Boost::Xpressive and Scintilla

Programmer’s Notepad has long needed an improved Regular Expressions engine. Currently PN uses PCRE for all tasks but searching Scintilla. This is because PCRE doesn’t support searching anything but a memory buffer - i.e. it doesn’t support iterators. We need iterator (or indirect access) support because a regex engine for a text editor can’t expect all text for the editor to be in a single contiguous memory block.

Boost::Regex has been suggested several times, but it still doesn’t support named captures. When allowing users to specify regular expressions for use in parsing, named captures can significantly simply the process. For example, when using a regular expression to parse compiler output we have two alternatives:

  1. \s*(?P.+)(?P[0-9]+)(,(?P[0-9]+))?\s*:

This uses the standard named capture syntax to name the three capture blocks: “f” for filename, “l” for line and “c” for column. The single expression can be parsed and understood by PN without the user having to understand capture indexing.

  1. \s(.+)([0-9]+)(,([0-9]+))?\s:

This uses basic regular expression capture groups and results in the user having to enter three additional pieces of non-obvious data: the capture index for each capture. In this case these would be 1, 2, and 4 but this would potentially change for each output pattern.

I believe that using named captures significantly improves the user experience around this, especially considering that PN uses %f, %l and %c to represent the three named capture groups meaning that users don’t even need to understand regular expression capture syntax to use them.

Boost 1.35 introduces version 2 of Boost.Xpressive, the other boost regular expressions engine. Boost.Xpressive naturally supports iterators. Version 2 supports named captures.

Implementing a Scintilla Iterator

Xpressive requires a bi-directional iterator class (one that can move forwards and backwards over the contents). I’ve currently implemented a very simple, naive iterator to prove that this can work:

/**
 * std::iterator compatible iterator for Scintilla contents
 */
class ScintillaIterator : <br></br>    public std::iterator<std::bidirectional_iterator_tag, char>
{
public:
    ScintillaIterator() :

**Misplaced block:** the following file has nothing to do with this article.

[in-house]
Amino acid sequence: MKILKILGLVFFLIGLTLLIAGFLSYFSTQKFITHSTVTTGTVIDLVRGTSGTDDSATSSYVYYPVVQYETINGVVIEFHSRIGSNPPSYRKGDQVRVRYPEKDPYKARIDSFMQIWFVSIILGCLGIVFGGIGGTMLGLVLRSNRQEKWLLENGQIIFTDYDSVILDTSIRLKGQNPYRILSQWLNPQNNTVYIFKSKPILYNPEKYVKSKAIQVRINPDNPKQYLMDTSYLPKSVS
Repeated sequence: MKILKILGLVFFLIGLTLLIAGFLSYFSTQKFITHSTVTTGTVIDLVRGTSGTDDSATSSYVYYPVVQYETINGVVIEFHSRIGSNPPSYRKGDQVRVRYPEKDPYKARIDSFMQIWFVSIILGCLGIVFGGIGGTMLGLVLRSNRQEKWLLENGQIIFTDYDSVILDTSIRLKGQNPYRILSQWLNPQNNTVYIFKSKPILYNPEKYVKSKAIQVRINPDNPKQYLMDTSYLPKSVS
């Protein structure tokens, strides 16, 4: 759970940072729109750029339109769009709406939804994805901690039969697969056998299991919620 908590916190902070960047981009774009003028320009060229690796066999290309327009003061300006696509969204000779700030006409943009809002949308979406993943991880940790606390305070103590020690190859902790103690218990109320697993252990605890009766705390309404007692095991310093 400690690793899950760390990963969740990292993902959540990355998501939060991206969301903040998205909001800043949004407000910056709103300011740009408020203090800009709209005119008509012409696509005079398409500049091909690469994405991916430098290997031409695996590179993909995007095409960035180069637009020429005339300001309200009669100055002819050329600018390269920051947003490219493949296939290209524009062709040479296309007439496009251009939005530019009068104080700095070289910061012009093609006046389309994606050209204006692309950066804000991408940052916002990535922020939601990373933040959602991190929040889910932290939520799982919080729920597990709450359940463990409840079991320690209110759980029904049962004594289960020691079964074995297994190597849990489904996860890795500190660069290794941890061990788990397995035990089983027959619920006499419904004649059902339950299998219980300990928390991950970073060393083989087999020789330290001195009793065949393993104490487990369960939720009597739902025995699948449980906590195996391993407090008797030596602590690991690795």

m_scintilla(0), 
        m_pos(0),
        m_end(0)
    {
    }

    ScintillaIterator(CScintilla* scintilla, int pos) : 
        m_scintilla(scintilla),
        m_pos(pos),
        m_end(scintilla->GetLength())
    {
    }

    ScintillaIterator(const ScintillaIterator& copy) :
        m_scintilla(copy.m_scintilla),
        m_pos(copy.m_pos),
        m_end(copy.m_end)
    {
    }

    bool operator == (const ScintillaIterator& other) const
    {
        return (ended() == other.ended()) 
            && (m_scintilla == other.m_scintilla) 
            && (m_pos == other.m_pos);
    }

    bool operator != (const ScintillaIterator& other) const
    {
        return !(*this == other);
    }

    char operator * () const
    {
        return charAt(m_pos);
    }

    ScintillaIterator& operator ++ ()
    {
        m_pos++;
        return *this;
    }

    ScintillaIterator& operator -- ()
    {
        m_pos--;
        return *this;
    }

    int pos() const
    {
        return m_pos;
    }

private:
    char charAt(int position) const
    {
        return m_scintilla->GetCharAt(position);
    }

    bool ended() const
    {
        return m_pos == m_end;
    }

    int m_pos;
    int m_end;
    CScintilla* m_scintilla;
};

This can then be used with Xpressive like this:

typedef boost::xpressive::basic_regex<ScintillaIterator> sciregex;
typedef boost::xpressive::match_results<ScintillaIterator> scimatch;
typedef boost::xpressive::sub_match<ScintillaIterator> scisub_match;

void test()
{
    sciregex regex = sciregex::compile("[0-9]+");
    scimatch match; 
    if (regex_match(m_scintilla, match, regex))
    {
        LOG("Yay!");
    }
}

This code is now available in Programmer’s Notepad subversion, and it seems to work. The iterator needs a bit of improvement to buffer data from Scintilla, or perhaps needs moving so that it doesn’t have to send a windows message for every character access. However, as a proof of concept it’s a good one and it suggests that we should be able to replace the current lacklustre regex searching support with fully featured multi-line support for the next release.